This would likely resonate more with someone who knows the poem, who knows Ginsberg and who knows poetry. I enjoyed the film (aside from the random high-pitched whine coming from the theatre's speakers), but I don't think it will have much of a lasting impact on me.

I Love You Phillip Morris
Making the decision to not see a film straight after HOWL, and allowing myself time to sit and have lunch before I Love You Phillip Morris allowed me a chance to catch my breath, albeit briefly, before once again diving into the Festival madness.
I Love You Phillip Morris is a bit of a mad romantic comedy. Jim Carrey is a scary looking con-man, with a whacked out kind of hair do, who falls in love with Ewan McGregor's sweet Phillip Morris in prison.
Similar in tone to Bad Santa, no surprise as the writers of that are the directors here, it doesn't quite match that films outrageous hilariousness. I'm not sure if this has been toned down since it first screened, and I first heard about it, but it doesn't seem overly outrageous. Sure, you still get the full-on shot of Jim Carrey fucking a guy in the ass, but the rest of it seems... I don't know. Maybe it was more my expectations of outrageousness.
In any case, the love story at the heart of it all, is sweet. In a creepy kind of way. Ewan McGregor gives one of his best performances in years, as the sweet and slightly naive Phillip Morris. Jim Carrey's Steven Russell is a little creepy in his utter devotion and obsession with the love of his life. He's a constantly lying con-man, continually ending up in hospital for various reasons.
The comedy is there, never real full belly laughs, but it makes for a more than enjoyably wee film. You're not likely to see a romantic comedy quite like this again.

A Town Called Panic
I don't know if I can fully explain this slice of Belgian insanity. Not in the way that I couldn't explain Enter the Void, but more in the way that to explain this film, to break it down, might detract from your viewing and appreciation of it. I'll try my best and be as brief as possible.
Indian, Cowboy and Horse live together in a small village. It's Horses birthday and Indian & Cowboy have forgotten. They race to get Horse a gift and in so doing set off a chain of events that sees them on many, many adventures. It's a sugar-rush of a insane child-like invention you just have to let yourself go with.
It was the most enjoyably bizarre film I have seen in some time, and one I wanted to watch again straight away. Seek it out.

A Prophet
Continuing the theme of prison films for the week, A Prophet follows Malik, a young French-Arab sent to prison and his life there. Aside from yet another idiotic texter, I found it difficult to get inside the film. Where Animal Kingdom throws you in with the family, I felt like A Prophet kept us at arm's length; possibly because I cannot personally relate to life in prison and that feeling of isolation and having no-one.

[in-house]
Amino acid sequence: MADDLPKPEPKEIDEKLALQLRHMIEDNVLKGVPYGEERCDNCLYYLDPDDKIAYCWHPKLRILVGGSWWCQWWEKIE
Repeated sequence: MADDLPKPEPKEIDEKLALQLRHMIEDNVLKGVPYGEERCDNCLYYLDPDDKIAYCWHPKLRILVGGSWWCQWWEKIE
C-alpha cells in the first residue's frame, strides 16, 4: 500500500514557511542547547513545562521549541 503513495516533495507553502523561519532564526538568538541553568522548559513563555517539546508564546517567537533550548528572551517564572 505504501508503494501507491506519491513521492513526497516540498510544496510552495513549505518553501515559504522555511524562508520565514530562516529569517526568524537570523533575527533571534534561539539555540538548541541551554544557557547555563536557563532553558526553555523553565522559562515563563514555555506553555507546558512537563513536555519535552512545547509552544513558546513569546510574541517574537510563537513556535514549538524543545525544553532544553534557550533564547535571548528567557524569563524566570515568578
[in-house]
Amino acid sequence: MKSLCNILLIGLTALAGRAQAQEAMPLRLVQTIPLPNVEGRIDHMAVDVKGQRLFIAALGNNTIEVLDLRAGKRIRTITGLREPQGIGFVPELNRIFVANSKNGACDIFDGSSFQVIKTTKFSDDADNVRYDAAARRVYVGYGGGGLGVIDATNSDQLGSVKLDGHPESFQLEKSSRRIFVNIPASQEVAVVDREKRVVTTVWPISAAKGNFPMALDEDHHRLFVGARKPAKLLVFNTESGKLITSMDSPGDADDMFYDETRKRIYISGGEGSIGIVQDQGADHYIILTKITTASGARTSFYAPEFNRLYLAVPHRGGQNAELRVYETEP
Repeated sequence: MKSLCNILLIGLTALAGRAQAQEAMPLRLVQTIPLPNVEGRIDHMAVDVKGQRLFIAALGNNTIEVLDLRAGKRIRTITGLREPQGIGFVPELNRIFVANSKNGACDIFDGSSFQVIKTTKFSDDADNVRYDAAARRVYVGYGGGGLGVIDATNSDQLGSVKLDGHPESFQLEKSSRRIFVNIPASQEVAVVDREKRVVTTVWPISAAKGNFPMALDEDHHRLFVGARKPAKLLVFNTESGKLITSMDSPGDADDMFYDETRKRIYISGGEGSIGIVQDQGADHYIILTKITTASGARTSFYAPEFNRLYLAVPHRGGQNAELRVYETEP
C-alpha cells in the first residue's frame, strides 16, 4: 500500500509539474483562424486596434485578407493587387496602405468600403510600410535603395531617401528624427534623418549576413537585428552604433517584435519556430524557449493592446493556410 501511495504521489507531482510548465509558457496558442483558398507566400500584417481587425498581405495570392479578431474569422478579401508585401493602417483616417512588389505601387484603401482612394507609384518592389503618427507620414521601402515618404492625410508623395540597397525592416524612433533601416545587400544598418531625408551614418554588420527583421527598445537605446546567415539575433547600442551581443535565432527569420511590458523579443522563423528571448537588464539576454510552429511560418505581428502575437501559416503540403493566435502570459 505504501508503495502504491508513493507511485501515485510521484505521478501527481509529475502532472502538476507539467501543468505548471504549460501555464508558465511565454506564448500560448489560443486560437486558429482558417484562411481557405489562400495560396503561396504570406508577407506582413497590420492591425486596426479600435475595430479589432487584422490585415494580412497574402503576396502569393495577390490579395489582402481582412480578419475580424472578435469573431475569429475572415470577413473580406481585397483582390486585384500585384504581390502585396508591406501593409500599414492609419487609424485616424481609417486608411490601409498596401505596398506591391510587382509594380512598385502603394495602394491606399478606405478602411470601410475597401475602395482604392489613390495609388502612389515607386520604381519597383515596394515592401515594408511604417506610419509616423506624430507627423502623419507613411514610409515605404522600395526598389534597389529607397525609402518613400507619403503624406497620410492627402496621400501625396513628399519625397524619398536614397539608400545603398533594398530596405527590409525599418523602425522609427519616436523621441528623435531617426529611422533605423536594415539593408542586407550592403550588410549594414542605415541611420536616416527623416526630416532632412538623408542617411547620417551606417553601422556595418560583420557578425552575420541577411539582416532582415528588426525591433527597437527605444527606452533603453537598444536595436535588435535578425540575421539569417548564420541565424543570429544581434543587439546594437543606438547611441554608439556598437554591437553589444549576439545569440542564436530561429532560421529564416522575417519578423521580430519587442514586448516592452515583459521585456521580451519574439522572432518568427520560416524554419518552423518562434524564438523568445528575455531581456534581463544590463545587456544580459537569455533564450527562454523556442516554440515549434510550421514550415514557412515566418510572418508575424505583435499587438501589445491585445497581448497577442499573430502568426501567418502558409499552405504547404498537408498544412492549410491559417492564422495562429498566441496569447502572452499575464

The transformation of Malik throughout the film is something phenomenal: it's hard to reconcile the Malik at the end of the film being the Malik at the start the change is that impressive. He gets taken under the wing of some Corsicans, who run the prison, and quickly teaches himself the ins and outs of prison (and criminal) life.
One perfectly wel timed power surge later (cutting power out to most of the surrounding block. Just after I told the stupid texter to stop using her phone) we were up and away again. Things become a little strange when Malik begins seeing Reyeb, an Arab he killed to stay alive and get in good with the Corsicans, and strange flashes of prophecy. It doesn't really gel with the otherwsie realistic film: all grim shades of grey and Malik's scarred body.
It's a great film, a new French crime epic, but it just didn't connect with me. I far more enjoyed Anima Kingdom and Cell 211.

July 23, 2010

Film Fest: Day Seven

Have taken the day off work to usher at the Embassy. Starting at 12:00pm and not finishing my day until around 1:30am, I think it's safe to say this was my longest day at the Fest so far. What did I get packed in? Why, read on. Read on.

La Danse: The Paris Opera Ballet
I'll be upfront, ballet really isn't my thing. I have a passing fascination in dance, and how dancers can move their bodies and the way in which they can tell a story but that's it really. I'm not familiar with famous dancers, especially famous ballet dancers. But whatever. What La Danse is is a collage of moments from the Paris Opera Ballet. They don't really lead anywhere - there isn't much of a narrative through-line - and so are just there, on the screen. The various scenes are not really building to anything. We see various rehearsals and classes going on, but no real idea of if or when they'll be performed.
It does give a pretty comprehensive glimpse inside the Opera Ballet. There are snapshots from sewers to stage, from studios to rooftops, from the dancers to costumers to Artistic Director.
The Artistic Director, in fact, is the only person we really get to spend any time with. We never get to know any of the dancers, never get a sense of what it's actually like to live and breathe as a ballet dancer. Yes, we see their strength with massive leg muscles holding them up; their almost inhuman grace and flexibility. But we never get a sense of their life. Of how a ballet dancer may start out at the Paris Opera Ballet and progress to being a part of the company and then a star. We get glimpses of some of this type of life, but not much. Certainly not enough for the two and a half hour run-time.